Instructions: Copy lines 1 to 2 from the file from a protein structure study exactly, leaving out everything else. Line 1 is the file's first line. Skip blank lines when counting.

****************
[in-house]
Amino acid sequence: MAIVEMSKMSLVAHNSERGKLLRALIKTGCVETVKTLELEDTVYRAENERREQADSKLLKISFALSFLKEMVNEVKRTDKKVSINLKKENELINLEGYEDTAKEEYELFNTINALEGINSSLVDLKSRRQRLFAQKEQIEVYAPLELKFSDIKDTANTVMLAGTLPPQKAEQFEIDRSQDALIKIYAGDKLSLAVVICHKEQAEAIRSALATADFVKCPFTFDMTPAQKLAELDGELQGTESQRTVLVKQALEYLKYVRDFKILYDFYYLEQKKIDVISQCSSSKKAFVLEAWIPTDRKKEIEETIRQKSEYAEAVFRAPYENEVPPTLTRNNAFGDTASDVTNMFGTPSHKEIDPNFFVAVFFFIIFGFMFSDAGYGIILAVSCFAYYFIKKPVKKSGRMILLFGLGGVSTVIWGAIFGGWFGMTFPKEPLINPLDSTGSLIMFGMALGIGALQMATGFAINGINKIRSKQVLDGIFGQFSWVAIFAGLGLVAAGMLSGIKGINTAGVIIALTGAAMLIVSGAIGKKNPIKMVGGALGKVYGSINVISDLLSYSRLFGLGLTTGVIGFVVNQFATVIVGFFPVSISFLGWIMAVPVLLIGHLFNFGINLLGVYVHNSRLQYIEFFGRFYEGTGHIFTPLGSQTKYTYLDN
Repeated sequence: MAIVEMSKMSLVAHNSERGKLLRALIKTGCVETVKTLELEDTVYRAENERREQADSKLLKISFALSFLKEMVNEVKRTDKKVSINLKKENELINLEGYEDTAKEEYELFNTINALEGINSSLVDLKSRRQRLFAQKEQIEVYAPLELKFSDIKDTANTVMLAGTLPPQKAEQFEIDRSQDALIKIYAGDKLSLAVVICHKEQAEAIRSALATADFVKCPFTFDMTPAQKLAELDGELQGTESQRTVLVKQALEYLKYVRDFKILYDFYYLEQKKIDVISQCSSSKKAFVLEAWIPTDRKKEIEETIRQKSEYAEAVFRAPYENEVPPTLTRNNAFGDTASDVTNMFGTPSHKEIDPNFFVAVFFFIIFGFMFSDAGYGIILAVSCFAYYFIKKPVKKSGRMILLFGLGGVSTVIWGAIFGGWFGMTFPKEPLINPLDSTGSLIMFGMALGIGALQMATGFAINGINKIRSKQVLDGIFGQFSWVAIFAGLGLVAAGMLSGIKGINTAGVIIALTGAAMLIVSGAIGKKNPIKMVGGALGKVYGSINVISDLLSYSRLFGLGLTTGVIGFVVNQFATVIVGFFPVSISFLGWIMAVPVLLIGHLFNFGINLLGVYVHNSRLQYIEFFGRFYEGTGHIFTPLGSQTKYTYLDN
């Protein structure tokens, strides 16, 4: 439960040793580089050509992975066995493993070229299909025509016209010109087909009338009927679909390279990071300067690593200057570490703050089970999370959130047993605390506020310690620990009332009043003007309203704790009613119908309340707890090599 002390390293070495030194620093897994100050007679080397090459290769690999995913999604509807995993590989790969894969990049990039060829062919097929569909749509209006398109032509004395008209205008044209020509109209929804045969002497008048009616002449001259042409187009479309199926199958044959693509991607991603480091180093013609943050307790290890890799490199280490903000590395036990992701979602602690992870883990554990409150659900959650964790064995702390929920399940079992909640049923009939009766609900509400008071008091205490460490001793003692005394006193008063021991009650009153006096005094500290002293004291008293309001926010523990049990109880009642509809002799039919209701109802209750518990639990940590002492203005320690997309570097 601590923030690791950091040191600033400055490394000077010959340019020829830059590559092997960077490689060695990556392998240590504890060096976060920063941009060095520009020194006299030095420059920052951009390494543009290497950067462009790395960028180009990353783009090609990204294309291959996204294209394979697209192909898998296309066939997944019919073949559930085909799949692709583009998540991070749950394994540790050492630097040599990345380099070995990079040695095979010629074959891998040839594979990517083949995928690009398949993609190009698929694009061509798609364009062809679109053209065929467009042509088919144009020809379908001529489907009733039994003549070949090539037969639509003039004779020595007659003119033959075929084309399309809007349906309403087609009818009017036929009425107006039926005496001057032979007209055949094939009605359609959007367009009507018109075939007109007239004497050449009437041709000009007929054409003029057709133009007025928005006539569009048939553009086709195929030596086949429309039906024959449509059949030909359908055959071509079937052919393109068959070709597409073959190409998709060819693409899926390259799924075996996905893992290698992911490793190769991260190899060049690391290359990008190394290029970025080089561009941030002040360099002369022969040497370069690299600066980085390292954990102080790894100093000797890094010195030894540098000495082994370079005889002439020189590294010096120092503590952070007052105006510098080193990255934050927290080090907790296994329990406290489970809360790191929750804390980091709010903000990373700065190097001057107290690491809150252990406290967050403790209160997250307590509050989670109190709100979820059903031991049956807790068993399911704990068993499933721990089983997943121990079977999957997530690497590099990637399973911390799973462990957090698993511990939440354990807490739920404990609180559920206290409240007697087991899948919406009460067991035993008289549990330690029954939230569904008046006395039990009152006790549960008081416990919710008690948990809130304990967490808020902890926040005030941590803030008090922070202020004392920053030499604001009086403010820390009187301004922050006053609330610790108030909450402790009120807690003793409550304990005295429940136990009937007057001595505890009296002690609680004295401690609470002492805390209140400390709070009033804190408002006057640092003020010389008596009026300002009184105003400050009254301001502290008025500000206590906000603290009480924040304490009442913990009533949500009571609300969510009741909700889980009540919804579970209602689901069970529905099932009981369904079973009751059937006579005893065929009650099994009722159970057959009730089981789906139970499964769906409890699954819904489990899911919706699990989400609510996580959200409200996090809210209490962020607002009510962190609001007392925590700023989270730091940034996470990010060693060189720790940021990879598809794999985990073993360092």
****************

[in-house]
Amino acid sequence: MAIVEMSKMSLVAHNSERGKLLRALIKTGCVETVKTLELEDTVYRAENERREQADSKLLKISFALSFLKEMVNEVKRTDKKVSINLKKENELINLEGYEDTAKEEYELFNTINALEGINSSLVDLKSRRQRLFAQKEQIEVYAPLELKFSDIKDTANTVMLAGTLPPQKAEQFEIDRSQDALIKIYAGDKLSLAVVICHKEQAEAIRSALATADFVKCPFTFDMTPAQKLAELDGELQGTESQRTVLVKQALEYLKYVRDFKILYDFYYLEQKKIDVISQCSSSKKAFVLEAWIPTDRKKEIEETIRQKSEYAEAVFRAPYENEVPPTLTRNNAFGDTASDVTNMFGTPSHKEIDPNFFVAVFFFIIFGFMFSDAGYGIILAVSCFAYYFIKKPVKKSGRMILLFGLGGVSTVIWGAIFGGWFGMTFPKEPLINPLDSTGSLIMFGMALGIGALQMATGFAINGINKIRSKQVLDGIFGQFSWVAIFAGLGLVAAGMLSGIKGINTAGVIIALTGAAMLIVSGAIGKKNPIKMVGGALGKVYGSINVISDLLSYSRLFGLGLTTGVIGFVVNQFATVIVGFFPVSISFLGWIMAVPVLLIGHLFNFGINLLGVYVHNSRLQYIEFFGRFYEGTGHIFTPLGSQTKYTYLDN